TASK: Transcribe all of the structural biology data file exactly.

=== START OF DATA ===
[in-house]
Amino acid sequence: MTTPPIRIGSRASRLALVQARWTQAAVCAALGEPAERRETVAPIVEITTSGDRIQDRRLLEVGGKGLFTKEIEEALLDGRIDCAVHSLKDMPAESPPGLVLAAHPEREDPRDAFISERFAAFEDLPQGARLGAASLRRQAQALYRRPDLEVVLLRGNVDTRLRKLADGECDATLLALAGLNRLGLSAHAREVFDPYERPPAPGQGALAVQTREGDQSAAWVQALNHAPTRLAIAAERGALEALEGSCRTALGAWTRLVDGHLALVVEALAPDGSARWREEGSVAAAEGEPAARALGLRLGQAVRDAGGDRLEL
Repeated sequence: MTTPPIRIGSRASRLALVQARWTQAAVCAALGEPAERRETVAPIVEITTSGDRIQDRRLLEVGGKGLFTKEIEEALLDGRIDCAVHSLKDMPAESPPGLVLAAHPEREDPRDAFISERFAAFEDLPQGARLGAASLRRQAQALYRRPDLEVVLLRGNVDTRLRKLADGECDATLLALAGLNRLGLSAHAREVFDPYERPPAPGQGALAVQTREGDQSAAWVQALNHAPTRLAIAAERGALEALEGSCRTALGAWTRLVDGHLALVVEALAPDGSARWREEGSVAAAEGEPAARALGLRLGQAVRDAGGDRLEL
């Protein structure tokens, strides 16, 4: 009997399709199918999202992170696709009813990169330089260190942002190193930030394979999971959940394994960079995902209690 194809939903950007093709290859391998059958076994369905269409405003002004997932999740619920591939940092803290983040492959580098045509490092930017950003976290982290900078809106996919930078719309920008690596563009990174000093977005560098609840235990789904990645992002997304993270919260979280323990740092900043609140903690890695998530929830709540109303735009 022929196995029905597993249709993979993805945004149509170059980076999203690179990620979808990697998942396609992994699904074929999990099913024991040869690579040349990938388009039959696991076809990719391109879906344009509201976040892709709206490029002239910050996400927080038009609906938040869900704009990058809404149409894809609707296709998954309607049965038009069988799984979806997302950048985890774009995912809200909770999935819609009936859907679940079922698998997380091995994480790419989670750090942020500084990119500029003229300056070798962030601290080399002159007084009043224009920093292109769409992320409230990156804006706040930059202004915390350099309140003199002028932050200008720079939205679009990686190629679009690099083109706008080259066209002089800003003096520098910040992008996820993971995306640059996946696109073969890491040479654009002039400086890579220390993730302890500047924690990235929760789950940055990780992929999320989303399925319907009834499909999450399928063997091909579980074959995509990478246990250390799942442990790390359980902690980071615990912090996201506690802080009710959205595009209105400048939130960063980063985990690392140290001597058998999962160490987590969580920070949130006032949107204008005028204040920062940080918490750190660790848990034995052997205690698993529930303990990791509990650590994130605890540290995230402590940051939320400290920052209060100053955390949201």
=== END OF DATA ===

[in-house]
Amino acid sequence: MTTPPIRIGSRASRLALVQARWTQAAVCAALGEPAERRETVAPIVEITTSGDRIQDRRLLEVGGKGLFTKEIEEALLDGRIDCAVHSLKDMPAESPPGLVLAAHPEREDPRDAFISERFAAFEDLPQGARLGAASLRRQAQALYRRPDLEVVLLRGNVDTRLRKLADGECDATLLALAGLNRLGLSAHAREVFDPYERPPAPGQGALAVQTREGDQSAAWVQALNHAPTRLAIAAERGALEALEGSCRTALGAWTRLVDGHLALVVEALAPDGSARWREEGSVAAAEGEPAARALGLRLGQAVRDAGGDRLEL
Repeated sequence: MTTPPIRIGSRASRLALVQARWTQAAVCAALGEPAERRETVAPIVEITTSGDRIQDRRLLEVGGKGLFTKEIEEALLDGRIDCAVHSLKDMPAESPPGLVLAAHPEREDPRDAFISERFAAFEDLPQGARLGAASLRRQAQALYRRPDLEVVLLRGNVDTRLRKLADGECDATLLALAGLNRLGLSAHAREVFDPYERPPAPGQGALAVQTREGDQSAAWVQALNHAPTRLAIAAERGALEALEGSCRTALGAWTRLVDGHLALVVEALAPDGSARWREEGSVAAAEGEPAARALGLRLGQAVRDAGGDRLEL
């Protein structure tokens, strides 16, 4: 009997399709199918999202992170696709009813990169330089260190942002190193930030394979999971959940394994960079995902209690 194809939903950007093709290859391998059958076994369905269409405003002004997932999740619920591939940092803290983040492959580098045509490092930017950003976290982290900078809106996919930078719309920008690596563009990174000093977005560098609840235990789904990645992002997304993270919260979280323990740092900043609140903690890695998530929830709540109303735009 022929196995029905597993249709993979993805945004149509170059980076999203690179990620979808990697998942396609992994699904074929999990099913024991040869690579040349990938388009039959696991076809990719391109879906344009509201976040892709709206490029002239910050996400927080038009609906938040869900704009990058809404149409894809609707296709998954309607049965038009069988799984979806997302950048985890774009995912809200909770999935819609009936859907679940079922698998997380091995994480790419989670750090942020500084990119500029003229300056070798962030601290080399002159007084009043224009920093292109769409992320409230990156804006706040930059202004915390350099309140003199002028932050200008720079939205679009990686190629679009690099083109706008080259066209002089800003003096520098910040992008996820993971995306640059996946696109073969890491040479654009002039400086890579220390993730302890500047924690990235929760789950940055990780992929999320989303399925319907009834499909999450399928063997091909579980074959995509990478246990250390799942442990790390359980902690980071615990912090996201506690802080009710959205595009209105400048939130960063980063985990690392140290001597058998999962160490987590969580920070949130006032949107204008005028204040920062940080918490750190660790848990034995052997205690698993529930303990990791509990650590994130605890540290995230402590940051939320400290920052209060100053955390949201």